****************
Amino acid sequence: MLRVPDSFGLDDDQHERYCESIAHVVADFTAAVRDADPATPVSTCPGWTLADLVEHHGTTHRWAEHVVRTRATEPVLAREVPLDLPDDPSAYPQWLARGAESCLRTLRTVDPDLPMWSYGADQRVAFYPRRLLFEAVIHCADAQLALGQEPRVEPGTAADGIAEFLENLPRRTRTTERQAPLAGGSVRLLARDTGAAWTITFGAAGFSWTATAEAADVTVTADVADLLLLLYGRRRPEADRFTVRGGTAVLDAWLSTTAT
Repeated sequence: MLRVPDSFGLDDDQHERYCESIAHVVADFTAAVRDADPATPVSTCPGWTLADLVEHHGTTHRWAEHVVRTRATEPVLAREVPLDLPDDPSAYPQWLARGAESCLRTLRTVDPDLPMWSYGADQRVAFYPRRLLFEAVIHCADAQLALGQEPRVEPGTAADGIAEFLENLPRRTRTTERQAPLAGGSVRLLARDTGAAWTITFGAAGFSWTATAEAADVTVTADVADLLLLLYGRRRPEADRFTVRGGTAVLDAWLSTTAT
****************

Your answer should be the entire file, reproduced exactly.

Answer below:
Amino acid sequence: MLRVPDSFGLDDDQHERYCESIAHVVADFTAAVRDADPATPVSTCPGWTLADLVEHHGTTHRWAEHVVRTRATEPVLAREVPLDLPDDPSAYPQWLARGAESCLRTLRTVDPDLPMWSYGADQRVAFYPRRLLFEAVIHCADAQLALGQEPRVEPGTAADGIAEFLENLPRRTRTTERQAPLAGGSVRLLARDTGAAWTITFGAAGFSWTATAEAADVTVTADVADLLLLLYGRRRPEADRFTVRGGTAVLDAWLSTTAT
Repeated sequence: MLRVPDSFGLDDDQHERYCESIAHVVADFTAAVRDADPATPVSTCPGWTLADLVEHHGTTHRWAEHVVRTRATEPVLAREVPLDLPDDPSAYPQWLARGAESCLRTLRTVDPDLPMWSYGADQRVAFYPRRLLFEAVIHCADAQLALGQEPRVEPGTAADGIAEFLENLPRRTRTTERQAPLAGGSVRLLARDTGAAWTITFGAAGFSWTATAEAADVTVTADVADLLLLLYGRRRPEADRFTVRGGTAVLDAWLSTTAT